“Help me get Miss Johnson turned over.”
Rocco walked around the table, and both detectives took a step back, giving them the room they needed. They watched as both men turned the body so that she was positioned on her back.
“Thank you,” Decker said. Rocco nodded and left the room the same way he entered.
Decker positioned the woman’s arms down at her sides. The left arm still jutted out to the side, but then he pulled the cloth up to her shoulders and, lifting her head, placed a low block under her neck before gently, lowering her head back down.
Rebecca walked over to the table and looked at the young woman lying there.
“Tell me something, Charlize.” She lifted the girl’s cold right hand up and examined her fingernails, noting her nail polish was pristine. Her fingernails—filed squarely—were neat and clean. “Either didn’t see it coming or knew who did this.”
“Yeah, that would be my guess.” Decker said.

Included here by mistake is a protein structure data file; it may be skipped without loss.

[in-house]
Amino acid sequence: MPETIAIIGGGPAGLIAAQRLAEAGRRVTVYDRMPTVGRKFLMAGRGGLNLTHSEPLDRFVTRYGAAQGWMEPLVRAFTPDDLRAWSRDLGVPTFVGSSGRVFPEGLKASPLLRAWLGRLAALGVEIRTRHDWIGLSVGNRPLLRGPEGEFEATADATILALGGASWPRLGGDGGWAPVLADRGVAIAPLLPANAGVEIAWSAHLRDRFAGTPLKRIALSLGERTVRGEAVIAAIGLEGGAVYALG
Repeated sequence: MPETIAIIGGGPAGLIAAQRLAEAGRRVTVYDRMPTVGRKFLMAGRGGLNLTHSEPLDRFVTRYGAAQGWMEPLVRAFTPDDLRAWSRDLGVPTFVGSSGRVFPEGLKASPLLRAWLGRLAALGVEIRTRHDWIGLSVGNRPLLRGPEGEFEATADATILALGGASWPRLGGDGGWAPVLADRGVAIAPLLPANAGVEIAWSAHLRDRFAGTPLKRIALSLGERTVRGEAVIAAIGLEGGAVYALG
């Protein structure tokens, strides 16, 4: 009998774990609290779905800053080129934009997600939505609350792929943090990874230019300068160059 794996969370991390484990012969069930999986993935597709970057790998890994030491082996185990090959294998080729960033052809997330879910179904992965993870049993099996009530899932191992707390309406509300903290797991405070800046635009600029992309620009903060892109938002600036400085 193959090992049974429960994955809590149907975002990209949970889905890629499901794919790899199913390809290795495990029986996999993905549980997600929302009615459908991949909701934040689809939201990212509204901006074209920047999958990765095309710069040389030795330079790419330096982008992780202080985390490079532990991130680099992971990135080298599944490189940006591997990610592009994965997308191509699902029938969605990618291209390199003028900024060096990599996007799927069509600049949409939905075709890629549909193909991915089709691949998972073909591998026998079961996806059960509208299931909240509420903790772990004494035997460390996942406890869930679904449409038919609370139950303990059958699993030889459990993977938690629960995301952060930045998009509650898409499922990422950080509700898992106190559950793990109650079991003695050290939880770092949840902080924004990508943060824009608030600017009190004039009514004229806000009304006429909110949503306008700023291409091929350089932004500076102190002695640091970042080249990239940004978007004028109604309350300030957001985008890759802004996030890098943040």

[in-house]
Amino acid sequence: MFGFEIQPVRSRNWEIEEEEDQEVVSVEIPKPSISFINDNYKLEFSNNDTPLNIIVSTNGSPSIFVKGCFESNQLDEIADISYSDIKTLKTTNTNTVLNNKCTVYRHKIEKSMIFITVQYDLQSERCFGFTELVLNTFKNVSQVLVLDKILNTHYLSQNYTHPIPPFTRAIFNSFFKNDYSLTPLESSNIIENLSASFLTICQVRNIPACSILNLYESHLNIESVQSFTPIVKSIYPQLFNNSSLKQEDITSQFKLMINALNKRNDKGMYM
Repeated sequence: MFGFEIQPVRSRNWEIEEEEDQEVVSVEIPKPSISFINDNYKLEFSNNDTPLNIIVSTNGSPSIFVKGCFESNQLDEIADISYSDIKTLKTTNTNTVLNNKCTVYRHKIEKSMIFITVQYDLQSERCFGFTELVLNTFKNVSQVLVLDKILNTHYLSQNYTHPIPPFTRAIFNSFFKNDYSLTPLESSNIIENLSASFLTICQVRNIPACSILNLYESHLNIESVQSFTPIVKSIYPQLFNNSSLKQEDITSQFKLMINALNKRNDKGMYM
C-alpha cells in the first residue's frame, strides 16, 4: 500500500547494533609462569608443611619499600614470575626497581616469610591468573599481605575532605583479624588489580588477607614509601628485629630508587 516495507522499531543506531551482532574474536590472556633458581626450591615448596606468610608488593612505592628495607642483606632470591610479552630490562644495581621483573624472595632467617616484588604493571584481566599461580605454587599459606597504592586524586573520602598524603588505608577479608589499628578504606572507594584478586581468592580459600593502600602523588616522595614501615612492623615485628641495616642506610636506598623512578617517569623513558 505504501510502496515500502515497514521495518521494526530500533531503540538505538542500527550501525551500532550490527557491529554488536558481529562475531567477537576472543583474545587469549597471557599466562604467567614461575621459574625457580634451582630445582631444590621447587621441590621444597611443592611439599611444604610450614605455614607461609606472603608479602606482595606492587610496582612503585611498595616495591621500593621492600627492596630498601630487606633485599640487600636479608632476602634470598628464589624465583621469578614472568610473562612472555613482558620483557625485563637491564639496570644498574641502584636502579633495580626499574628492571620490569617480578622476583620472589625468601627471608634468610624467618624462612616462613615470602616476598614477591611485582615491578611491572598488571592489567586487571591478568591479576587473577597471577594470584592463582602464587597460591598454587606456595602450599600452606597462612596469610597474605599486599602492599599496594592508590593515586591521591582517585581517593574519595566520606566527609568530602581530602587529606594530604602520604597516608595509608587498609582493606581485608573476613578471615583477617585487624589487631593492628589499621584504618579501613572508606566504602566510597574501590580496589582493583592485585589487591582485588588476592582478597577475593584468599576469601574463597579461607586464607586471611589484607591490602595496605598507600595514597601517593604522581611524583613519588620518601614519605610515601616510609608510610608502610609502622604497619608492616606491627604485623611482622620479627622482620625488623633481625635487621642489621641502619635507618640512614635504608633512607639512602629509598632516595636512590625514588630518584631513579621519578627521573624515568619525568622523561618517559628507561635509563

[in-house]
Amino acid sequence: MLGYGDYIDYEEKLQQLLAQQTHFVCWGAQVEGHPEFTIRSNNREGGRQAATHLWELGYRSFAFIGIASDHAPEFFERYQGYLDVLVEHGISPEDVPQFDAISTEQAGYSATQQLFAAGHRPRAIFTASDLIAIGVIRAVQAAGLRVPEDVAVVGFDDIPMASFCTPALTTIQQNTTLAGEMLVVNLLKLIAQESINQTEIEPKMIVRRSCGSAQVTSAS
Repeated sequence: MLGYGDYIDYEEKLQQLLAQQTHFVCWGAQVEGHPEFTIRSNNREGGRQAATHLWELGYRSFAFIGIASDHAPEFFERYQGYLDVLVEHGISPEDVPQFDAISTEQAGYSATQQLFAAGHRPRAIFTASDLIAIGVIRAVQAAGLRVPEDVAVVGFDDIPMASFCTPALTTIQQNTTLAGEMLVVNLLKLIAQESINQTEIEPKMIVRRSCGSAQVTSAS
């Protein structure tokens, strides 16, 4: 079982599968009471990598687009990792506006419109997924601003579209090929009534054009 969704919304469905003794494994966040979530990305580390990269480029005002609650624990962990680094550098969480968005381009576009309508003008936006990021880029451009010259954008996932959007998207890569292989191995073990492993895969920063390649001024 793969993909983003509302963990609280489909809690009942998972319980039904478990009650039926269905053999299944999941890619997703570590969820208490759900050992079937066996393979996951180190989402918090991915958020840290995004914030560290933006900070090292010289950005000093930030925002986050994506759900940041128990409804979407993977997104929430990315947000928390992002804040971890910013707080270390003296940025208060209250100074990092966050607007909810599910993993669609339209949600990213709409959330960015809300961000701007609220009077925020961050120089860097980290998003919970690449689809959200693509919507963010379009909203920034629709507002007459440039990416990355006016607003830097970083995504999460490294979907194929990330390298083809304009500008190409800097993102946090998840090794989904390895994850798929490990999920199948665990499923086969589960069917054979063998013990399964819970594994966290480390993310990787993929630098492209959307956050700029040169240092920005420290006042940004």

“Let’s go, Bec. We can come back later. Don’t want to be here when mommy and daddy see their little girl on the slab.”
“You can go outside if you want, Randy, but I’m going to wait.”
“I think she likes watching other people’s misery,” Randy said to Decker.
“That’s a horrible thing to say,” Rebecca answered indignantly. “I want to see if they have any idea who may have wanted their daughter dead.”
“Ah, fine—fuck it. I’m waiting over here.”
He walked over towards the window and stood leaning against the metal desk in the shadows, his arms crossed over his chest.
They didn’t have long to wait before a woman, a very elegant and extraordinarily beautiful woman, pushed her way in, followed by a tall man with a stiff, emotionless face. The woman hesitated for a moment before fixing her gaze on the young woman lying on the stainless table. She stared for a good, long minute, without shifting or moving before looking up. Her mouth turned down, her face entirely vacant.
Decker Finley standing to the left of her nodded his head in greeting, “Mr. and Mrs. Johnson, I am very sorry for your loss.”
Rebecca noticed her fists clench before she walked determinably up to the metal table where the dead body of her daughter lay. She looked down, her eyes slowly sweeping the length of the young woman’s covered body. Then she spun around, taking a step closer to her husband, who kept his distance from the table, and looked him squarely in the eyes. She said in a low voice, vibrating with anger, “You get that son of a bitch, Craig, or I will.”